NYTimes: “The Cost of Doing Nothing on Healthcare” in today’s Week in Review.

    “It’s also cramping our economic growth,” said Frank McArdle, a consultant with Hewitt Associates, which advises large employers and reported on the need for change for the Business Roundtable, an association of C.E.O.’s at major companies. Spending so much on health care is “really a waste of people’s money,” Mr. McArdle said.

    … And many argue that putting off the inevitable has an additional cost. … If President Nixon’s plan had passed, the United States might be spending a trillion dollars a year less than it does now, and President Clinton’s plan would have reduced spending by some $500 billion a year.”

    Why aren’t we hearing more of these arguments?

  50. tonyb39

    “This is not to excusify for Obama — I regret that he didn’t communicate more forcefully or realize the hash Congress could make of reform, allies and opponents.”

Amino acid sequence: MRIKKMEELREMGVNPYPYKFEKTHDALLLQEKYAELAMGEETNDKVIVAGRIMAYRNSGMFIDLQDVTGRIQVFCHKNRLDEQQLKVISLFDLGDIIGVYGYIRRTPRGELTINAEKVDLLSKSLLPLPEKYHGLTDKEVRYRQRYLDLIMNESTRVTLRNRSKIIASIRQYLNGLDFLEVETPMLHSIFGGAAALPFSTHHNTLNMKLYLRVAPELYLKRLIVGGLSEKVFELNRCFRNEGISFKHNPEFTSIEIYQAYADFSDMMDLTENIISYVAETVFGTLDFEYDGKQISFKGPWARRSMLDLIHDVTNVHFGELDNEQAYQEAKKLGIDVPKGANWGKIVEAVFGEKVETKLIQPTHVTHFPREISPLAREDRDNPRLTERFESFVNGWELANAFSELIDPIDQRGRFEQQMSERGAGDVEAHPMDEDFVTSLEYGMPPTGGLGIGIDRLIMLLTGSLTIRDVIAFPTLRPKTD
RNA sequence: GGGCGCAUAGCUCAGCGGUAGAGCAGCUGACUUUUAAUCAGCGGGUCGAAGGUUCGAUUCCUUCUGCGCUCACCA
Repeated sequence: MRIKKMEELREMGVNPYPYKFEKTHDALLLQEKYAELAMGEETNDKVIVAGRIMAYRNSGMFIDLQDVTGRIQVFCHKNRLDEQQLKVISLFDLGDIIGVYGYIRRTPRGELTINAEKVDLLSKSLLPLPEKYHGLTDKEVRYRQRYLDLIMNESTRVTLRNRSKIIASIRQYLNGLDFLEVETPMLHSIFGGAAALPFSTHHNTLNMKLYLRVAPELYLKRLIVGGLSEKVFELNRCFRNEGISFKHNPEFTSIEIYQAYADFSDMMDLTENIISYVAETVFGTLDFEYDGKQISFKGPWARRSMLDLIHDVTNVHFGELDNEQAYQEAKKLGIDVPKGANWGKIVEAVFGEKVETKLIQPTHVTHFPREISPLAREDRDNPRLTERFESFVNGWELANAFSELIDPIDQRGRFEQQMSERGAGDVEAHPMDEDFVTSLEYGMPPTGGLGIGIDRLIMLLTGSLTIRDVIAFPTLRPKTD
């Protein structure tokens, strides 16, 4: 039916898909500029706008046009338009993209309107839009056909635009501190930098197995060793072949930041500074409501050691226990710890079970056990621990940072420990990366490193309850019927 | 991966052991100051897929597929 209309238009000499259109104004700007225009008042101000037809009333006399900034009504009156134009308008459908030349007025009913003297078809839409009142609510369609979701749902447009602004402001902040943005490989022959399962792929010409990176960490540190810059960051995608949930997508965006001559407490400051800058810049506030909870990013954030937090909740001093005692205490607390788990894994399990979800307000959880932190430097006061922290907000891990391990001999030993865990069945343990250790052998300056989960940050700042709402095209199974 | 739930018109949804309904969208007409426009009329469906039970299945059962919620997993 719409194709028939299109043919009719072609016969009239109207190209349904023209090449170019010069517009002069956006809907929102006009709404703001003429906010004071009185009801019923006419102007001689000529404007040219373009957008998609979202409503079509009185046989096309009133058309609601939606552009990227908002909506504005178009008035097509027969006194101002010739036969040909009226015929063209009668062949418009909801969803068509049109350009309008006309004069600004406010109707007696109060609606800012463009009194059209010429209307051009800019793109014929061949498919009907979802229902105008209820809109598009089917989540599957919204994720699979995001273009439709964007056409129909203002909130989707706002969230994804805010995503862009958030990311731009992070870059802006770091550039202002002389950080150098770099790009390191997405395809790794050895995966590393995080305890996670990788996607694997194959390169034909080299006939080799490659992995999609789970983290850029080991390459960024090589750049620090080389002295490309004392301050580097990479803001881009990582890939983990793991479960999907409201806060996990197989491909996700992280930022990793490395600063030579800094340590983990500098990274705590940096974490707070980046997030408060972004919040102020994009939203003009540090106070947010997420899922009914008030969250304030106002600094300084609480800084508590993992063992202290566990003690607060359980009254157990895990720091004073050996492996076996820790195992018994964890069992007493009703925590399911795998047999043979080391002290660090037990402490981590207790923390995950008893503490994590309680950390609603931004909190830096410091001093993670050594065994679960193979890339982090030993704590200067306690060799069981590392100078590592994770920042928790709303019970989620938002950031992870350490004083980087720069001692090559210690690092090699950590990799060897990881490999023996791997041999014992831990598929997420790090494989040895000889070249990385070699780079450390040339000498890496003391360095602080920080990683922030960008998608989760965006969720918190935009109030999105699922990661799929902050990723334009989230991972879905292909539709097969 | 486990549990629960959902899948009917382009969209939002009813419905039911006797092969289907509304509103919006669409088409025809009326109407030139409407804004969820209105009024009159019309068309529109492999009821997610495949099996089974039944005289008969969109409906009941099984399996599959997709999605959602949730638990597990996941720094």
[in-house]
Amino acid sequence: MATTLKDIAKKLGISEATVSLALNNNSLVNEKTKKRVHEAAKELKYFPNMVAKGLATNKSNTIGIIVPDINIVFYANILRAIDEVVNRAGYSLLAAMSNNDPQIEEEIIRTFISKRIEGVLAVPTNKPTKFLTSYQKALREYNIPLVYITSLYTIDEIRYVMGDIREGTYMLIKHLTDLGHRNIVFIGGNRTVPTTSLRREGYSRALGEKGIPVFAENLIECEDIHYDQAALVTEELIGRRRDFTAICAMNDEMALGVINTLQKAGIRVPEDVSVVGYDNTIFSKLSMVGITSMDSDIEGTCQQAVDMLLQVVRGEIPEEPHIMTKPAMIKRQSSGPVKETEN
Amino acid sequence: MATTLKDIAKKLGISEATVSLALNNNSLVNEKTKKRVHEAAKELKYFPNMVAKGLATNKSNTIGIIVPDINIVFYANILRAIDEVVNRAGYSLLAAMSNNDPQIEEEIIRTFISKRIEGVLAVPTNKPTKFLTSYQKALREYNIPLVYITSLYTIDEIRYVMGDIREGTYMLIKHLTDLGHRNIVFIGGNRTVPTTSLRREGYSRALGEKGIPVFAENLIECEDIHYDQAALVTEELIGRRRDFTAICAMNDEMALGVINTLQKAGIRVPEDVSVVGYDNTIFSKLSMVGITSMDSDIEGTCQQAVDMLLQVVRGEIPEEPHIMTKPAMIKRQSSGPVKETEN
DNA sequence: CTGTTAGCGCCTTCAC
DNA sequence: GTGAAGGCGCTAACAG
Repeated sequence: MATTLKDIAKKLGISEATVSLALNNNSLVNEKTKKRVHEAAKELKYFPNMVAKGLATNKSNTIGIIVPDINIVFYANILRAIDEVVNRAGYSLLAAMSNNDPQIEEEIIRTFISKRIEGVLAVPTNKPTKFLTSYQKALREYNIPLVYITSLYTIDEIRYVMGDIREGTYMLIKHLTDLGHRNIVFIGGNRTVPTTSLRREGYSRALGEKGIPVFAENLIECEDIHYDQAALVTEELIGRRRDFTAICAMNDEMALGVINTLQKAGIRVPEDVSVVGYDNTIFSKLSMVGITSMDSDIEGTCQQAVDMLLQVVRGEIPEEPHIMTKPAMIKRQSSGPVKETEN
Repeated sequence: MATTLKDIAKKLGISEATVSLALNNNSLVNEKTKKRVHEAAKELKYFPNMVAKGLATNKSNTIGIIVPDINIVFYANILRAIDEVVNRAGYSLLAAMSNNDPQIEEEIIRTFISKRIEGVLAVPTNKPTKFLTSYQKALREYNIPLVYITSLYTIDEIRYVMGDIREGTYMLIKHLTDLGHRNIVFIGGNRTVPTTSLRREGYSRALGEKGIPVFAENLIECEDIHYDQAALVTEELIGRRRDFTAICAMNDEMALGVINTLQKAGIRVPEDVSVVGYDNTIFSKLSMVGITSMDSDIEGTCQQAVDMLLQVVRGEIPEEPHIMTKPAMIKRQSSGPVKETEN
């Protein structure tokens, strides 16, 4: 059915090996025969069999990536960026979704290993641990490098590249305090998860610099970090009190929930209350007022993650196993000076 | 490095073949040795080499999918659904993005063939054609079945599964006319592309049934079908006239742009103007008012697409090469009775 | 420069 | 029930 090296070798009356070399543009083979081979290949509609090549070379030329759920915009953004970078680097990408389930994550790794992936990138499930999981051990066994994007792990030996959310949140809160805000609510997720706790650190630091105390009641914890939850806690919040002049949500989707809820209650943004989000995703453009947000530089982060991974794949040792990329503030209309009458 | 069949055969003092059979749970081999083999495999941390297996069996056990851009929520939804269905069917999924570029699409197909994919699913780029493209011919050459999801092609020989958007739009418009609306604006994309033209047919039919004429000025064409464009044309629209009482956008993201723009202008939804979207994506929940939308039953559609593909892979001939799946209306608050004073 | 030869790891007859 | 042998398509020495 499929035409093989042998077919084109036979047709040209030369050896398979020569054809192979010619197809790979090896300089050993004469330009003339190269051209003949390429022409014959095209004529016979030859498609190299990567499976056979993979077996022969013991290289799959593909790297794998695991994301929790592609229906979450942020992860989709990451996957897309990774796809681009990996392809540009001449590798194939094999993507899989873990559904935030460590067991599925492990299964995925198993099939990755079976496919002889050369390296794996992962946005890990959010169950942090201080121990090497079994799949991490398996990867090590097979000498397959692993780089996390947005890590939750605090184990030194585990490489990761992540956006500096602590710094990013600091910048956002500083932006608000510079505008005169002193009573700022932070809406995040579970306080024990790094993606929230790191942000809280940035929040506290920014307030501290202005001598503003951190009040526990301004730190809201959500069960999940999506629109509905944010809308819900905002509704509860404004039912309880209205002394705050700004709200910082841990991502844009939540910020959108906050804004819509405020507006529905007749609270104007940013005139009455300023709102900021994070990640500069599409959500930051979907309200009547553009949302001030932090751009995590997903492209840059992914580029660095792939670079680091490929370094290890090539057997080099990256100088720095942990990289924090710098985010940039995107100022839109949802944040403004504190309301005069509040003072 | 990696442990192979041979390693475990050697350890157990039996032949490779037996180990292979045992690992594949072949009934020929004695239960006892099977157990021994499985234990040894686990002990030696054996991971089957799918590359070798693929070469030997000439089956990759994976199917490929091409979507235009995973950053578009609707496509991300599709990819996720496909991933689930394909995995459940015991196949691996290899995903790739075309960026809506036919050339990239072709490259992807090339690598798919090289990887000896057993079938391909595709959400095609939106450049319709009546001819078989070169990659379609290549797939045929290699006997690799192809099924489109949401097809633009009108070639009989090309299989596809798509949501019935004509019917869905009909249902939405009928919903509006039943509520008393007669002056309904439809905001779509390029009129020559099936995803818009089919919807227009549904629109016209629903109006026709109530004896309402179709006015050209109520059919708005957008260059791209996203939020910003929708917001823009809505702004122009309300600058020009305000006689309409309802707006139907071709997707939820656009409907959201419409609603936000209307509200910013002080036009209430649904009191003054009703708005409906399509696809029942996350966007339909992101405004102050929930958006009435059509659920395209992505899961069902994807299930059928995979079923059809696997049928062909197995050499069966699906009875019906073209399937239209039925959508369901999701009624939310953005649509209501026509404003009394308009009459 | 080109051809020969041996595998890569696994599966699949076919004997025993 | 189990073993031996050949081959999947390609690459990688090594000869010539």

I feel the same.I also think the President wasn’t being served well by his advisers.What the hell has Rahm E. been telling the President for a year?Rahm knows the Congress better than most.I wish the President had put his version of healthcare out there at the beginning,with the Public Option included..Still, what Pelosi is saying today gives me some confidence..

  51. dog's eye view

    Wording and placement accounts for differences in public opinion polling. (Duh.)

    “In the polling about the public option, the wording did indeed vary. The Times/CBS poll explained the plan as “a government administered health insurance plan — something like the Medicare coverage that people 65 and older get.” [got a 66% favorable response] The other polls did not mention Medicare. The Time poll gauged support for “a government-sponsored public health insurance option.” Pew asked about “a government health insurance plan.” [Time: 56% favorable; Pew: 52% favorable] The Fox News poll asked about “a government-run health insurance plan.” [Fox: 44% favorable]

    NY Times: Opinion Polling: A Question of What to Ask

    This is what is so frustrating. Americans approve, generally, of Medicare and a proven majority wants to see healthcare security strengthened.